3. Integrating social and physical sciences in water management

    Science.gov (United States)

    Lund, Jay R.

    2015-08-01

    Water management has always required more than physical science. This paper reviews the accomplishments of integrating social with physical sciences for water management in the last 50 years. Particular successes are highlighted to illustrate how fundamentals from both physical science and social science have been brought together to improve the performance of water management systems. Some forward-looking lessons for managing practical and academic interdisciplinary research for water management are also provided.

  4. Outage management and health physics issue, 2006

    International Nuclear Information System (INIS)

    The focus of the May-June issue is on outage management and health physics. Major articles/reports in this issue include: A design with experience for the U.S., by Michael J. Wallace, Constellation Generation Group; Hope to be among the first, by Randy Hutchinson, Entergy Nuclear; Plans to file COLs in 2008, by Garry Miller, Progress Energy; Evolution of ICRP's recommendations, by Lars-Erik Holm, ICRP; European network on education and training in radiological protection, by Michele Coeck, SCK-CEN, Belgium; Outage managment: an important tool for improving nuclear power plant performance, by Thomas Mazour and Jiri Mandula, IAEA, Austria; and Plant profile: Exploring new paths to excellence, by Anne Thomas, Exelon Nuclear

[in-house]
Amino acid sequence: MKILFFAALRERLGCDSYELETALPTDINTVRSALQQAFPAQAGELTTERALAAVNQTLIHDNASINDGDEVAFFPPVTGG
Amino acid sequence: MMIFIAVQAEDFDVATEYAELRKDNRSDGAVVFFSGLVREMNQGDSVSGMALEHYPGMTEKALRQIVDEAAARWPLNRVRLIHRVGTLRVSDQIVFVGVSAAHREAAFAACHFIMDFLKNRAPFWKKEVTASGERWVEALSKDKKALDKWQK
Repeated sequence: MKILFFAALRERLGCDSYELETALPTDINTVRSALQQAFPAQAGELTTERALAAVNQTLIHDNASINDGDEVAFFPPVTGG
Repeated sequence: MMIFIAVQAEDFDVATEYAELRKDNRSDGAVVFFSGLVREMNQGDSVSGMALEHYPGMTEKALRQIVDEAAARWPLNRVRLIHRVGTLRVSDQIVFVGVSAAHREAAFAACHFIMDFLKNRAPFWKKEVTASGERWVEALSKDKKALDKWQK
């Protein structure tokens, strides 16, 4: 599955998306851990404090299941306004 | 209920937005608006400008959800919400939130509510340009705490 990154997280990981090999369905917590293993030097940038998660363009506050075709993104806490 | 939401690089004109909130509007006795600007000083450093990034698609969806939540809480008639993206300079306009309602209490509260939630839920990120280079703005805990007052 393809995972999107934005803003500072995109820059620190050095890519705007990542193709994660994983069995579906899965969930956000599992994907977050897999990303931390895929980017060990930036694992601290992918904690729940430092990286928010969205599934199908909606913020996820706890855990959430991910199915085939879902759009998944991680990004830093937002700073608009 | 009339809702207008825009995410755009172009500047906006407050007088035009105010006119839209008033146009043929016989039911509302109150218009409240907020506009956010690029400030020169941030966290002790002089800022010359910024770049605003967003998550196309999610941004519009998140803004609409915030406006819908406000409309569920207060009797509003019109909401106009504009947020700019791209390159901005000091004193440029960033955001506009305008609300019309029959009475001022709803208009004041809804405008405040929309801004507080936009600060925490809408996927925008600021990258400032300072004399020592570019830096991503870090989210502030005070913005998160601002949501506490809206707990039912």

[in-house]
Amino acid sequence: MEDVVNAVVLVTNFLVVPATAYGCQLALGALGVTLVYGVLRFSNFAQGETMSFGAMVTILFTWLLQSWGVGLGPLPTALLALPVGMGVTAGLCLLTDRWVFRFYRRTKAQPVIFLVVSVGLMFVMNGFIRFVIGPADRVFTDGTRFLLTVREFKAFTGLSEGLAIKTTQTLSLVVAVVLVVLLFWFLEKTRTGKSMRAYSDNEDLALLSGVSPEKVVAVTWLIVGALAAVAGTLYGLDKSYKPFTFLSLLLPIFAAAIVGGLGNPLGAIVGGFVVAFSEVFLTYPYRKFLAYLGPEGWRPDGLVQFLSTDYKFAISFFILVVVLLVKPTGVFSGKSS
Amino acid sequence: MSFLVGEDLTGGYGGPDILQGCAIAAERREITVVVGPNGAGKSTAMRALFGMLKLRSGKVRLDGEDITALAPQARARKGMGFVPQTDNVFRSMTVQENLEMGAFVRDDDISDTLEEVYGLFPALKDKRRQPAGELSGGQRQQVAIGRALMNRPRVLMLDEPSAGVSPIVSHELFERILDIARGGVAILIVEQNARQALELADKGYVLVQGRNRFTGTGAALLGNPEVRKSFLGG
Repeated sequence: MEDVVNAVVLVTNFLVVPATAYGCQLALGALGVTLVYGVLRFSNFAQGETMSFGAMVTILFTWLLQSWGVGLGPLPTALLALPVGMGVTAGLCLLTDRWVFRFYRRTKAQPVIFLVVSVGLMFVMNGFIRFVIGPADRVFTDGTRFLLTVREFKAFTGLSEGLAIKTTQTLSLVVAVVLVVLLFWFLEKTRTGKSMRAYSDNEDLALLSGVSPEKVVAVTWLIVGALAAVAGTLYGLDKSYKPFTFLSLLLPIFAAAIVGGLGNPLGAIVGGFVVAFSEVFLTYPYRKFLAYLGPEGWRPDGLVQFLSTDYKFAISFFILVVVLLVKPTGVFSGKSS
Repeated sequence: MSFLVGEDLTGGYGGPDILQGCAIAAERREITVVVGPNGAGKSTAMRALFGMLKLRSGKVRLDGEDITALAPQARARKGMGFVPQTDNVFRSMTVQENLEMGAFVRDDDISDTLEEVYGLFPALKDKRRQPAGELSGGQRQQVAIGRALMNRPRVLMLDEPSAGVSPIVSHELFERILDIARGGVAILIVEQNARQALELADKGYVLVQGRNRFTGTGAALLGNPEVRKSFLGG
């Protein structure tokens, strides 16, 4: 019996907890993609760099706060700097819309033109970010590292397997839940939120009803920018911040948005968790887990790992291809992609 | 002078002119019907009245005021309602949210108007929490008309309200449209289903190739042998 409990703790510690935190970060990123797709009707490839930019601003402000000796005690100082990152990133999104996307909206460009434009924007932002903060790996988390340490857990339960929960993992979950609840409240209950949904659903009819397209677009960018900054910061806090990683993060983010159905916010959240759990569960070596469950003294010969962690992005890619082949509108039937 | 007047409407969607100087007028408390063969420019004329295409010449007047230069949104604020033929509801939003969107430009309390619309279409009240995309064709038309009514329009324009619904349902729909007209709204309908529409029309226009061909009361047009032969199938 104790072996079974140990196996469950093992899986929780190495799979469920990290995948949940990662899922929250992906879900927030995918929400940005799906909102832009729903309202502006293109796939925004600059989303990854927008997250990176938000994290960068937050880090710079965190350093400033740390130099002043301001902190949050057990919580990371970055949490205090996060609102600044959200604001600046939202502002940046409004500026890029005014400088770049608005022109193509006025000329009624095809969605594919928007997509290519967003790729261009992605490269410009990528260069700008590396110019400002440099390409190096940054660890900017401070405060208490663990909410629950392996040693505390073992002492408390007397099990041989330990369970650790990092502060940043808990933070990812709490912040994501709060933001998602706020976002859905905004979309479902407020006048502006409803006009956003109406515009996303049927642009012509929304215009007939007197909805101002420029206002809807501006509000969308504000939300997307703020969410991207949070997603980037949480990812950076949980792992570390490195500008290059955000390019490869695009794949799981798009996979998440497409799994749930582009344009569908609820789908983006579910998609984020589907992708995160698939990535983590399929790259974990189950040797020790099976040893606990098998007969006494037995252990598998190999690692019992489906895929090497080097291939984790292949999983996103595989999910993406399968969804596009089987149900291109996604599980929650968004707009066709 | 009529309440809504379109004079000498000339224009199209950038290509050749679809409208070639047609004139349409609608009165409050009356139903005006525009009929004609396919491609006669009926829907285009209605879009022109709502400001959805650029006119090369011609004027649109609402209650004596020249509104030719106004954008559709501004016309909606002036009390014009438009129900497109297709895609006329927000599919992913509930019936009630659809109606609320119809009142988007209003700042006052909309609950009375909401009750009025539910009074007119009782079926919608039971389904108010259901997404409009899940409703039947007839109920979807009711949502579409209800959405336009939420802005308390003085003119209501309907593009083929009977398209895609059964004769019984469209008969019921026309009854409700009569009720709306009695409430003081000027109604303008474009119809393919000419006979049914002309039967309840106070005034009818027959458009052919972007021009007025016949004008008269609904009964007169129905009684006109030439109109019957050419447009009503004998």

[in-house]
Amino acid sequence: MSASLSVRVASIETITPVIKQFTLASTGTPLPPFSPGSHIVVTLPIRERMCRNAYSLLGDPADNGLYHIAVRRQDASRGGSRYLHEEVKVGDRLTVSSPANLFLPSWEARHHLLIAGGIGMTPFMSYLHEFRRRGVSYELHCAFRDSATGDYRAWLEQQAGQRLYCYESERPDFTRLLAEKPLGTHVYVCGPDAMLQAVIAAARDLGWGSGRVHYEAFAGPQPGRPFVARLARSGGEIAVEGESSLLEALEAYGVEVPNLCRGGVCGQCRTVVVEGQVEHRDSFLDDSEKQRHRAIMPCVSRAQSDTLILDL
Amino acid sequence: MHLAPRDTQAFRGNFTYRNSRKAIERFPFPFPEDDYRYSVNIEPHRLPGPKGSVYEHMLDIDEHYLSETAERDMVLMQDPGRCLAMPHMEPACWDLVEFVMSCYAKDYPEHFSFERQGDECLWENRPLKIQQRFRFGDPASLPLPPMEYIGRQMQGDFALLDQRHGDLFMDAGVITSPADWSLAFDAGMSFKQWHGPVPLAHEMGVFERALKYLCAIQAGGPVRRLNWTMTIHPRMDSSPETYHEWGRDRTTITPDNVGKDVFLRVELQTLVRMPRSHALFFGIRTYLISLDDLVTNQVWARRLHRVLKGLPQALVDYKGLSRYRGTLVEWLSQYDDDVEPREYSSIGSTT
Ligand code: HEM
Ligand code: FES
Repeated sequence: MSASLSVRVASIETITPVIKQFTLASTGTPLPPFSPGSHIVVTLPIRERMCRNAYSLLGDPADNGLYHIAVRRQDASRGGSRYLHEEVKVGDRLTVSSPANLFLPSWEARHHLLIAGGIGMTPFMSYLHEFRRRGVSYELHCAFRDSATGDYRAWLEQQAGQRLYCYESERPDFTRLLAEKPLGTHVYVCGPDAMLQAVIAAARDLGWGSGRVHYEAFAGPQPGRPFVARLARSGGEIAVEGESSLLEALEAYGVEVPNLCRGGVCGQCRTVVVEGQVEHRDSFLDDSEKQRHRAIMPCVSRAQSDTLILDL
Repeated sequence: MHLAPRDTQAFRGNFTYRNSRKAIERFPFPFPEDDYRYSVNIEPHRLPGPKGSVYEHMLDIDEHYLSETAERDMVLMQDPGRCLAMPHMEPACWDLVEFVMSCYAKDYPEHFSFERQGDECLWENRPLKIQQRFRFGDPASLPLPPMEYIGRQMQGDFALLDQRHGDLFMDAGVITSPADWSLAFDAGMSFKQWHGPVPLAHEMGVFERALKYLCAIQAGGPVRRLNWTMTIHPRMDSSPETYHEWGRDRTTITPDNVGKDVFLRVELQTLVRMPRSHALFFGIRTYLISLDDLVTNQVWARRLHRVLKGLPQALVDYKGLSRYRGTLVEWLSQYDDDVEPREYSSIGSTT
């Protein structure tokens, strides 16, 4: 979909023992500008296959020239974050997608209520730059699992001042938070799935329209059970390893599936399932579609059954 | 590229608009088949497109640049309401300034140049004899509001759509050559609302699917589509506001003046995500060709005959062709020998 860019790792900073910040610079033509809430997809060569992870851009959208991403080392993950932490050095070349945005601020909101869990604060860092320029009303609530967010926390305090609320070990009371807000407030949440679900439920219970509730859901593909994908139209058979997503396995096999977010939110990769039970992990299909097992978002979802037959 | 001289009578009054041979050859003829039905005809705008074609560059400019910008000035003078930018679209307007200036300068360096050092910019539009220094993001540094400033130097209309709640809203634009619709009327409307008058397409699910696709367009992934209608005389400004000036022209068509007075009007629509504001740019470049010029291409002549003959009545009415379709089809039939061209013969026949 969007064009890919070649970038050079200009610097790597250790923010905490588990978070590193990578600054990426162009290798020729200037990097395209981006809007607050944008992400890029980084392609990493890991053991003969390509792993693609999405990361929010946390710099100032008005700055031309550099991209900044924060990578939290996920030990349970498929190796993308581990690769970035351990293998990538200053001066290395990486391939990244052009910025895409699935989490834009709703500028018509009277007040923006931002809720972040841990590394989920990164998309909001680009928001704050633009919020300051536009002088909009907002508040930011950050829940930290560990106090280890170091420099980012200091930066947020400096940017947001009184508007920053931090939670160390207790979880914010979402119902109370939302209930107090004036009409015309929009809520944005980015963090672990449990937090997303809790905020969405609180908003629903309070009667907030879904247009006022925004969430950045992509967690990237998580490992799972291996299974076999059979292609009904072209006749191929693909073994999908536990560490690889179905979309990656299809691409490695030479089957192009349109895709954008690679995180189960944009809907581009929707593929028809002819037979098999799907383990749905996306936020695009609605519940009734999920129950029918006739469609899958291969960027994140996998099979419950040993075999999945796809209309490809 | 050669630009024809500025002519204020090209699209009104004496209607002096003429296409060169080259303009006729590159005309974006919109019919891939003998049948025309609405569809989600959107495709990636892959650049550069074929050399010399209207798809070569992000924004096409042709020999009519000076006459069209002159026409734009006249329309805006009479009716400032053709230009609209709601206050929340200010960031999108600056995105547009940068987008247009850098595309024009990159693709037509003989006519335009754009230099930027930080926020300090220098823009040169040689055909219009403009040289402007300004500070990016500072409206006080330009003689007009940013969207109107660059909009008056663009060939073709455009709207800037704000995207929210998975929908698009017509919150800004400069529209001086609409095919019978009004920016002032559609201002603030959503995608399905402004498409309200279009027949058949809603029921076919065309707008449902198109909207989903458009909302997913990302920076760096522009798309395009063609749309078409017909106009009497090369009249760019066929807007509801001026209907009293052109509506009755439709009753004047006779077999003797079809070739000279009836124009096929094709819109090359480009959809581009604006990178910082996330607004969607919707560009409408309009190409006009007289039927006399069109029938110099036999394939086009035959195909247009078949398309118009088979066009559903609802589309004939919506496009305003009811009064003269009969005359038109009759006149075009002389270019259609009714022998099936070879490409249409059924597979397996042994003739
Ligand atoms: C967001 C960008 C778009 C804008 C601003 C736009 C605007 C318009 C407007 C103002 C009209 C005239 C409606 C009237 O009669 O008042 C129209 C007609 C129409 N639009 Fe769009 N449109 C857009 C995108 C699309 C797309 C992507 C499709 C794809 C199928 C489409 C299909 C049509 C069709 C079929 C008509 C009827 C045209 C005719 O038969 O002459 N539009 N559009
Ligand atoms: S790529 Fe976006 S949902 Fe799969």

5. mTOR inhibition in management of advanced breast cancer

    Directory of Open Access Journals (Sweden)

    Shona Nag

    2012-01-01

    Full Text Available The mTOR pathway is becoming increasingly important in several cancers including breast cancer. This review will focus on the role of its inhibition in the management of advanced breast cancer.

  6. Contemporary Clinical Management of Endometrial Cancer

    OpenAIRE

    Dinkelspiel, Helen E.; Wright, Jason D.; Lewin, Sharyn N.; Herzog, Thomas J.

    2013-01-01

    Although the contemporary management of endometrial cancer is straightforward in many ways, novel data has emerged over the past decade that has altered the clinical standards of care while generating new controversies that will require further investigation. Fortunately most cases are diagnosed at early stages, but high-risk histologies and poorly differentiated tumors have high metastatic potential with a significantly worse prognosis. Initial management typically requires surgery, but the ...

  7. Efficacy and Safety of Acupuncture in the Management of Cancer

    Institute of Scientific and Technical Information of China (English)

    Henry Liming LIANG

    2005-01-01

    @@ Acupuncture, as a complementary therapy, has been used to manage the cancer associated symptoms of cancer patients. To identify the efficacy and safety of acupuncture in the management of cancer, this review critically analyses the relevant publications including both experimental and clinical studies. The majority of studies suggest that acupuncture effectively relieves some cancer related symptoms such as cancer pain, and some adverse effects caused by the cancer conventional treatments such as nausea, vomiting, neutropenia and xerostomia.